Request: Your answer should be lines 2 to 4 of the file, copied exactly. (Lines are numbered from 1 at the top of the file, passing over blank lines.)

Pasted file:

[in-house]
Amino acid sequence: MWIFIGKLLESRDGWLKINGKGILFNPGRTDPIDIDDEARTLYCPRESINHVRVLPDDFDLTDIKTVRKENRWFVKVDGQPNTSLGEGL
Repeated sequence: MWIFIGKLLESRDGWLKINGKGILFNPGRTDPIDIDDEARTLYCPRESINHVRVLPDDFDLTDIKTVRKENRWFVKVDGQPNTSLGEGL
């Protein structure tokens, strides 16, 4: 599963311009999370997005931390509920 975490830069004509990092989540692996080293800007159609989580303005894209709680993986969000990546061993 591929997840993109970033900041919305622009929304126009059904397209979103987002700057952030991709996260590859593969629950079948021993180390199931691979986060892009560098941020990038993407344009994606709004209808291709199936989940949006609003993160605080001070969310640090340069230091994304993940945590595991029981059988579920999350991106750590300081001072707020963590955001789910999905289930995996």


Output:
Amino acid sequence: MWIFIGKLLESRDGWLKINGKGILFNPGRTDPIDIDDEARTLYCPRESINHVRVLPDDFDLTDIKTVRKENRWFVKVDGQPNTSLGEGL
Repeated sequence: MWIFIGKLLESRDGWLKINGKGILFNPGRTDPIDIDDEARTLYCPRESINHVRVLPDDFDLTDIKTVRKENRWFVKVDGQPNTSLGEGL
């Protein structure tokens, strides 16, 4: 599963311009999370997005931390509920 975490830069004509990092989540692996080293800007159609989580303005894209709680993986969000990546061993 591929997840993109970033900041919305622009929304126009059904397209979103987002700057952030991709996260590859593969629950079948021993180390199931691979986060892009560098941020990038993407344009994606709004209808291709199936989940949006609003993160605080001070969310640090340069230091994304993940945590595991029981059988579920999350991106750590300081001072707020963590955001789910999905289930995996």